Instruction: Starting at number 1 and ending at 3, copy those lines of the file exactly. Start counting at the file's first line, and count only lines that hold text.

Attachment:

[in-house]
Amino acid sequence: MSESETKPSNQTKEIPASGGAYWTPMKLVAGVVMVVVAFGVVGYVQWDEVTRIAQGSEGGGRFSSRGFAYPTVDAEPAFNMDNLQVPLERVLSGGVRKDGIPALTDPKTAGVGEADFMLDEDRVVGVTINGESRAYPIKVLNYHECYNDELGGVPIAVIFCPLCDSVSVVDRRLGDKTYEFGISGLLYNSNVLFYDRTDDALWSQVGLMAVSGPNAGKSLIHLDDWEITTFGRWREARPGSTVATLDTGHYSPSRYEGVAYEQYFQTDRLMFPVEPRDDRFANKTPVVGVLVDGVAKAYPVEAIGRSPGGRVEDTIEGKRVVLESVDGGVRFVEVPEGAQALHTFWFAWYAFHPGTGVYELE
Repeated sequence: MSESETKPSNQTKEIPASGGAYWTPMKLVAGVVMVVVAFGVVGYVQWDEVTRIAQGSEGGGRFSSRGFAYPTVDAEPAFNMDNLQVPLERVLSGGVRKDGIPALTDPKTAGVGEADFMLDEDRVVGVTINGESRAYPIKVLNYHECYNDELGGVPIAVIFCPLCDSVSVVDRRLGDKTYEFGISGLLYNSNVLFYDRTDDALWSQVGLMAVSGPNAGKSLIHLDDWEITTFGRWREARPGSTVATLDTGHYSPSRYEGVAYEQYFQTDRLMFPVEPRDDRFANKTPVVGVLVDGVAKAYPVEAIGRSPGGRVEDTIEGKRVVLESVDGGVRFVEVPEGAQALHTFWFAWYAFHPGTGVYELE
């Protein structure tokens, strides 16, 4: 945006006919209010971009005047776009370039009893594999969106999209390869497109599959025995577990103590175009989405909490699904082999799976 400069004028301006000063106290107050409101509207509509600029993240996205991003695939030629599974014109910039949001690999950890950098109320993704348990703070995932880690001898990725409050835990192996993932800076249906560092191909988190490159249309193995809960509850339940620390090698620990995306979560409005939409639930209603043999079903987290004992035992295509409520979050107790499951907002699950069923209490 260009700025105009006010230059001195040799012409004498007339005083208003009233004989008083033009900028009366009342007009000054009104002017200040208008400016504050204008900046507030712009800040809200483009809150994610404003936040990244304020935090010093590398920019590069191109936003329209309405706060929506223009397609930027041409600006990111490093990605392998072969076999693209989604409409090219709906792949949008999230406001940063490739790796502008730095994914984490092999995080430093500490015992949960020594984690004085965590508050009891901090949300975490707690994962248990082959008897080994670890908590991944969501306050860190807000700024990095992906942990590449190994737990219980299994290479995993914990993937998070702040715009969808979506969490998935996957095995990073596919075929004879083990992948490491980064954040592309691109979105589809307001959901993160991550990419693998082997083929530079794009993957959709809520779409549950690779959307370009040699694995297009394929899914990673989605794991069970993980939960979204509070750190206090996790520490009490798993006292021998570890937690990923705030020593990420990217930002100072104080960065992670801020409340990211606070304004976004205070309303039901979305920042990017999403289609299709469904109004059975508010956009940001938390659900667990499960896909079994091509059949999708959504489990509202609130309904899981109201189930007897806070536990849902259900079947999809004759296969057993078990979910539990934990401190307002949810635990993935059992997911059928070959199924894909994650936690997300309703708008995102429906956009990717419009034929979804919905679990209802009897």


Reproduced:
[in-house]
Amino acid sequence: MSESETKPSNQTKEIPASGGAYWTPMKLVAGVVMVVVAFGVVGYVQWDEVTRIAQGSEGGGRFSSRGFAYPTVDAEPAFNMDNLQVPLERVLSGGVRKDGIPALTDPKTAGVGEADFMLDEDRVVGVTINGESRAYPIKVLNYHECYNDELGGVPIAVIFCPLCDSVSVVDRRLGDKTYEFGISGLLYNSNVLFYDRTDDALWSQVGLMAVSGPNAGKSLIHLDDWEITTFGRWREARPGSTVATLDTGHYSPSRYEGVAYEQYFQTDRLMFPVEPRDDRFANKTPVVGVLVDGVAKAYPVEAIGRSPGGRVEDTIEGKRVVLESVDGGVRFVEVPEGAQALHTFWFAWYAFHPGTGVYELE
Repeated sequence: MSESETKPSNQTKEIPASGGAYWTPMKLVAGVVMVVVAFGVVGYVQWDEVTRIAQGSEGGGRFSSRGFAYPTVDAEPAFNMDNLQVPLERVLSGGVRKDGIPALTDPKTAGVGEADFMLDEDRVVGVTINGESRAYPIKVLNYHECYNDELGGVPIAVIFCPLCDSVSVVDRRLGDKTYEFGISGLLYNSNVLFYDRTDDALWSQVGLMAVSGPNAGKSLIHLDDWEITTFGRWREARPGSTVATLDTGHYSPSRYEGVAYEQYFQTDRLMFPVEPRDDRFANKTPVVGVLVDGVAKAYPVEAIGRSPGGRVEDTIEGKRVVLESVDGGVRFVEVPEGAQALHTFWFAWYAFHPGTGVYELE